August 5, 2020
Growing up in Beaumont, TX, Amilcar Shabazz, Afro-American studies, celebrated Independence Day on June 19 – Juneteenth.
Juneteenth is a significant part of American history, but many people are only now becoming aware of the importance of the day. In Massachusetts, the day has been recognized with an annual proclamation, but it was not a legal holiday. This year, as June 19 drew near, Shabazz decided that now was the time. “Massachusetts recognizes it as a day, but it was not a true holiday,” He said.
“George Floyd brought it to a new height and Amilcar Shabazz sent out a social media post that this should be a state holiday,” Chris Dunn, UMass director of government affairs noted. “He tagged several state politicians in a post and the idea took off.”
Many believe that Juneteenth commemorates the end of slavery for all enslaved people in the United States with the signing of the Emancipation Proclamation, but it took more than two years for word to reach enslaved people in the isolated parts of Texas. Many slave owners resisted and refused to free their slaves.
It wasn’t until U.S. Army General Gordon Granger announced on June 19, 1865, in Galveston, that slaves had been freed. “There was a field order that said, ‘here’s what’s going down and if you don’t like it, you’ll face our Springfield rifles.’ When Black people got the word, they took that day off and celebrated their freedom,” said Shabazz. The annual celebration continued on into the 20th century.
“Juneteenth is very meaningful to me,” said Shabazz. “In the 1970’s, historians speak of that decade as the Black Power era. This was an elevation of the Civil Rights Movement to a new level that particularly prioritized the empowerment of Black people. The 70’s mark my transition from being a teenager into becoming a young adult. The development of my personality is at the same time as Black people were also coming of age. There was a certain fullness of our personality that had been denied for hundreds of years from slavery, to Jim Crow, to Civil Rights.”
In the 1970’s, there was a renaissance of African culture and an emphasis on Black pride. As Black Texans migrated across the country, they carried Juneteenth traditions with them and Black people nationwide commemorated it as their Independence Day.
For many years, Juneteenth did not have a state sanction in Texas, but Black people took the day off, celebrating with parades, family gatherings and readings of the Emancipation Proclamation. It became a legal state holiday in 1980. Like so many other Texans who moved to other parts of the country, Shabazz carried the traditions of Juneteenth with him. Juneteenth is not part of most grade-school curriculums and African Americans have worked to keep the legacy alive.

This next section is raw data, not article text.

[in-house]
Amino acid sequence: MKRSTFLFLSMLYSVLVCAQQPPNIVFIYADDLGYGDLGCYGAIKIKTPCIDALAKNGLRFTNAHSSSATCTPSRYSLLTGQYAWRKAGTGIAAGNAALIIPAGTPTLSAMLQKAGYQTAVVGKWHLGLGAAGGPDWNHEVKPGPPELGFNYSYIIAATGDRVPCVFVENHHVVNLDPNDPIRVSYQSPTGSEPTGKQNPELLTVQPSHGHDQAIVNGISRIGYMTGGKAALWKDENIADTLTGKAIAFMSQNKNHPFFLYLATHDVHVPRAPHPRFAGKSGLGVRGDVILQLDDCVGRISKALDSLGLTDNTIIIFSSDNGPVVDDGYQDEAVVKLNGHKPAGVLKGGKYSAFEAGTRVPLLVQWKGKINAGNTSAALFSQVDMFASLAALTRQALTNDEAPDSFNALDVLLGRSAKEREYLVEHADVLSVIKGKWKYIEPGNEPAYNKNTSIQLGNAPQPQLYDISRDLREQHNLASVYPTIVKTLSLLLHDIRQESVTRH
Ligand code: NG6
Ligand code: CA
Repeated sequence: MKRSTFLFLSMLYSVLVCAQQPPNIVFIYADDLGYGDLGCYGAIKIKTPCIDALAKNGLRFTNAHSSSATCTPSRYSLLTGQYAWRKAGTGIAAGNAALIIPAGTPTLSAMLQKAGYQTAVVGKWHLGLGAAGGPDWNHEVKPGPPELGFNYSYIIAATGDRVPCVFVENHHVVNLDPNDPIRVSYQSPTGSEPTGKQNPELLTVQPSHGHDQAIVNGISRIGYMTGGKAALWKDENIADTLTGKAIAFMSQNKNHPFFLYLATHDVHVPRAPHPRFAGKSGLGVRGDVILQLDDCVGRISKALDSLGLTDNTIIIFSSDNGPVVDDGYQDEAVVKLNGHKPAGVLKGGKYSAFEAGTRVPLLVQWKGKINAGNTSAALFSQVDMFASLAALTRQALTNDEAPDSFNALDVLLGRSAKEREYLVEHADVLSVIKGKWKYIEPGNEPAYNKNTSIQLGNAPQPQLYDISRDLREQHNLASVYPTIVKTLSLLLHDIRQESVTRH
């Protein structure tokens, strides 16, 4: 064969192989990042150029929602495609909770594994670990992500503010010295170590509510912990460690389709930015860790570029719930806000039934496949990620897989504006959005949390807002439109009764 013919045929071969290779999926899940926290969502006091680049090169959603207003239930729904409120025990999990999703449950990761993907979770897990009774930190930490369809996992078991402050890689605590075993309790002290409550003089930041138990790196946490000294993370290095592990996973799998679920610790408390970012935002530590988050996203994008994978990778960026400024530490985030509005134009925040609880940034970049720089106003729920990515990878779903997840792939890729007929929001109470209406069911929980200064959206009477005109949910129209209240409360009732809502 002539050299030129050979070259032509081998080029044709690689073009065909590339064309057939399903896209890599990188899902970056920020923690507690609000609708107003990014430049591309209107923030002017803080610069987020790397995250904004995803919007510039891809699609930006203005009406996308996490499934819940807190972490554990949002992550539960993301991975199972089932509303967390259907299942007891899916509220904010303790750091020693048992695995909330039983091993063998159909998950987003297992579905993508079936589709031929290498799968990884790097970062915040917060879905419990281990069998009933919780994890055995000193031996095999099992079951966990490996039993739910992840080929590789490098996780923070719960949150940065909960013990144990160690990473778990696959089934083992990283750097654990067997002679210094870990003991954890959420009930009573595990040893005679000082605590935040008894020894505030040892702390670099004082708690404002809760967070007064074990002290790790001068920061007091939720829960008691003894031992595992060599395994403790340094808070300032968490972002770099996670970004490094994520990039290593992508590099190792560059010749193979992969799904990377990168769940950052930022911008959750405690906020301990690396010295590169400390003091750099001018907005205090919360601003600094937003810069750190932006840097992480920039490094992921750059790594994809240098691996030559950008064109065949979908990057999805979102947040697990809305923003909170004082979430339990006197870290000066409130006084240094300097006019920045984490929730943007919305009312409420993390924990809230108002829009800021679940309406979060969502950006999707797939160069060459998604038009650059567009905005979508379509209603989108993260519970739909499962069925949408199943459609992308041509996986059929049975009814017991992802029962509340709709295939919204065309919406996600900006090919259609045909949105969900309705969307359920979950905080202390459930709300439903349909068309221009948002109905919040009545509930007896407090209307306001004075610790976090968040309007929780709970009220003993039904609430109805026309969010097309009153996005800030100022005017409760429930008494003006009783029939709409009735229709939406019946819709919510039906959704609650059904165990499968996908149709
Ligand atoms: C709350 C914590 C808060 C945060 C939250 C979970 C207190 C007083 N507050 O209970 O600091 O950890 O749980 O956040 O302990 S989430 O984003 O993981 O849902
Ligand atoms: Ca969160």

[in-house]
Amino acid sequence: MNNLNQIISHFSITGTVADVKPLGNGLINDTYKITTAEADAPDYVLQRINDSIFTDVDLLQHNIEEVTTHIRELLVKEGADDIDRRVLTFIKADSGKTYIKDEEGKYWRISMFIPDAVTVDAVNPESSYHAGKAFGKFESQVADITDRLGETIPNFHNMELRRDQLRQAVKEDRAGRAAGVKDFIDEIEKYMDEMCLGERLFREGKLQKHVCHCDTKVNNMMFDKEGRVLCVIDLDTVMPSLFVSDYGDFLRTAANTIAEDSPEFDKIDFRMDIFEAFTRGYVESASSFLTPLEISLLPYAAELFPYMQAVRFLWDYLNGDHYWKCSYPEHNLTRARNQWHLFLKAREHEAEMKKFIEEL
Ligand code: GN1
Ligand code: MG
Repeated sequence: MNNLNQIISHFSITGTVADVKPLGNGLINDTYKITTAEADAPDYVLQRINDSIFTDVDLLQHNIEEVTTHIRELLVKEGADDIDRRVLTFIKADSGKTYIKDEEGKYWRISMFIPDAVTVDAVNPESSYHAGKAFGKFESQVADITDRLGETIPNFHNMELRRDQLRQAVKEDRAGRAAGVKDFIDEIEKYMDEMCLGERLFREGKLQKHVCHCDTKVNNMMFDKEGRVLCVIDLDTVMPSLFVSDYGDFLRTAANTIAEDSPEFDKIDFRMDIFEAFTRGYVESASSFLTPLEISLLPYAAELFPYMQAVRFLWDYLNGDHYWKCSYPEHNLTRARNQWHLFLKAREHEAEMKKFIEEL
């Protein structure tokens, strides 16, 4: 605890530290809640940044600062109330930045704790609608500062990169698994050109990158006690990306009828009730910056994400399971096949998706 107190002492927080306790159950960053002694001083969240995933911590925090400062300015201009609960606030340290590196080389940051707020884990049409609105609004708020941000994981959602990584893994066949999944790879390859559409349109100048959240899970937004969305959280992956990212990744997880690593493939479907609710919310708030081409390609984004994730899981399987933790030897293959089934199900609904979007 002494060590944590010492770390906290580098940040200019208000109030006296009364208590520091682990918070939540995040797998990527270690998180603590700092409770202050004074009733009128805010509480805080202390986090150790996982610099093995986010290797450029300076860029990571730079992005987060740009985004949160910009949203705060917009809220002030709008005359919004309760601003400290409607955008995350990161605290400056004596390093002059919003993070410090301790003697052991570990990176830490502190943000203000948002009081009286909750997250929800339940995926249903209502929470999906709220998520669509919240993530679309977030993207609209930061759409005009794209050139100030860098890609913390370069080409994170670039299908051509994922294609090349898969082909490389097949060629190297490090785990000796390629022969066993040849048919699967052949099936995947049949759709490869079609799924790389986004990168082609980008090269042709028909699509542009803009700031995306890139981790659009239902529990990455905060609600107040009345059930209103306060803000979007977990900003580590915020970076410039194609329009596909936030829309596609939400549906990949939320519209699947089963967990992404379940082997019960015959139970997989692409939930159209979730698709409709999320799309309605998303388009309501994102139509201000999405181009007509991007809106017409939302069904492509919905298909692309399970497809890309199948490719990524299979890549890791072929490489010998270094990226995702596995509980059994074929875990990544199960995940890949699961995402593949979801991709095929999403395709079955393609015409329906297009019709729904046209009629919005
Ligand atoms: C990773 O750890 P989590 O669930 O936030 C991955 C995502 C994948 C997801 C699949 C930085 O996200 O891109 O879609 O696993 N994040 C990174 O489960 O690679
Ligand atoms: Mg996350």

Shabazz contacted Senator Jo Comerford, as well as state representatives Bud L. Williams and Mindy Domb. Williams added the measure as an amendment to the state budget and gave a speech on the floor where it voted out and went to the senate and faced no opposition. The Juneteenth amendment passed unanimously on the House floor and then moved to Gov. Charlie Baker’s desk. It was signed into law on July 24, making Juneteenth Independence Day an official state holiday. “It’s rare that in the state legislature, anything comes from idea to law in four weeks, but it did here,” Dunn remarked.
“It was really a wonderful surprise. I know how that legislative process can go. We owe everything to the insurgency of the Black Lives Matter movement and Breonna Taylor and George Floyd,” Shabazz said.
Shabazz sees Massachusetts as a leader in making Juneteenth a federal holiday. He notes that the country has not celebrated a date that the nation as a whole has marked where slavery ended. “It means we’re finally waking up and we’re united on a date. It’s not just a Texas thing any longer, it’s not just a southern thing. It’s a national drive. I’m very hopeful that the national conversation will be such that it will become a federal holiday and Massachusetts will have played a part in that cause.”